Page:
Weak and Failed States in Africa

Published by Antoine Labeyrie on

This article is partly based on “État fragile, aplati, failli. Réflexions sur la gouvernance hybride et l’évolution de l’État en Afrique et au Sahel”, a study conducted by Thierry Vircoulon and published by the IFRI in September 2022.

What you want to understand: 🤔

  • What is a failed State? What factors account for the existence of failed States in Africa nowadays?
  • In the DRC, who has replaced the State at the basis of the educational system?
  • In Chad, how do rural populations settle property-related disputes?
  • In Guinea, why has the State delegated its law enforcement power to hunters?
  • In Benin, why is a NGO fighting terrorism in national parks instead of the State?

I. The weakening of states

A. Definition of failed States

Even though the concept of “failed state” is debated, we can try to provide a definition so that everyone’s on the same page. The characteristics of failed States are the following:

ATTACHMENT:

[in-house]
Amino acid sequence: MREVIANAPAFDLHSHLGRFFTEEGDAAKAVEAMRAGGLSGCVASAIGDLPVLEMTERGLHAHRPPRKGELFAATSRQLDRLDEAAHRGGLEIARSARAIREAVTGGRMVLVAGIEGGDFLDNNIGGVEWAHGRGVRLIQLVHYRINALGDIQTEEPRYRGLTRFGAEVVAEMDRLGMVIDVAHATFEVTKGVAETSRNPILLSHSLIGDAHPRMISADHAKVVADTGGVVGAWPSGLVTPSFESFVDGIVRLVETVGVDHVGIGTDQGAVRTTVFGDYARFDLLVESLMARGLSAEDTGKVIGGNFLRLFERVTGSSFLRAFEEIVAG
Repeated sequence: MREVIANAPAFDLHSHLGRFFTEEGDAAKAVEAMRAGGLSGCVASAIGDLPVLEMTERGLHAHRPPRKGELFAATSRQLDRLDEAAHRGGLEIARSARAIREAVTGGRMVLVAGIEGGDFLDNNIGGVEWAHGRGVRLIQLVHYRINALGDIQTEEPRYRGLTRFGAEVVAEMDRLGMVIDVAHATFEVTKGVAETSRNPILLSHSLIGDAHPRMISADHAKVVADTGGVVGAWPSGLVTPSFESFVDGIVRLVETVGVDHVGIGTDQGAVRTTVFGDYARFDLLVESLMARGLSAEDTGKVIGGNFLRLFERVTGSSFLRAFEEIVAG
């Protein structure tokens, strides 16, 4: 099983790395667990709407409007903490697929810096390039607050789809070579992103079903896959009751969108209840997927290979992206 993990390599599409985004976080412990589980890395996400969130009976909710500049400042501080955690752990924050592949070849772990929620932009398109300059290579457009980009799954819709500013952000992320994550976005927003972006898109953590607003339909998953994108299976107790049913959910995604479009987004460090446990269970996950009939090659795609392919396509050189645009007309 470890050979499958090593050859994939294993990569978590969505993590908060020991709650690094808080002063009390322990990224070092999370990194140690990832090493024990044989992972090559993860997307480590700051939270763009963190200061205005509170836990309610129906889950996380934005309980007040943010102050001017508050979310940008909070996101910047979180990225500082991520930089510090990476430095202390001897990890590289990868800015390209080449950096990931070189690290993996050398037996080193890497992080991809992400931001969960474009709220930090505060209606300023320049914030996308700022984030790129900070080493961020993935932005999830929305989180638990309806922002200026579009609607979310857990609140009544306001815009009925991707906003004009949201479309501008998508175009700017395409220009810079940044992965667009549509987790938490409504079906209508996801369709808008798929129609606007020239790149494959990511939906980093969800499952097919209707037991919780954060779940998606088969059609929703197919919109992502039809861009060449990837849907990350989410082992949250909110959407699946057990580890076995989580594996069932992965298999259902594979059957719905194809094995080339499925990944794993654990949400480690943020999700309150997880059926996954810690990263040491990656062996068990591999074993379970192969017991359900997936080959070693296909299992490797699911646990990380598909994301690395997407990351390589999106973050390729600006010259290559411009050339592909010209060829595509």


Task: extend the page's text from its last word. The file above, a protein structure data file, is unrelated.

• Inability to provide basic public services (education, health, security…) to its population
  • Inability to enforce laws, collect taxes and implement policies. They have lost what Max Weber calls the monopoly of the legitimate use of violence. Basic rights and freedoms are no longer protected.
  • Widespread corruption/criminality
  • Blatant economic inequalities
  • Weak political, economic and financial institutions
  • Protection of its frontiers and of its population is compromised

Failed States often find themselves in a situation close to anarchy.

B. How are States weakened?

From above, African States are losing their sovereignty because of globalisation, financial speculation, foreign interferences and so on.

From below, (neo)traditional powers, large municipalities, associations, religious groups and warlords, among others, challenge their power.

II. In the DRC, a double-face private sector at the basis of the educational system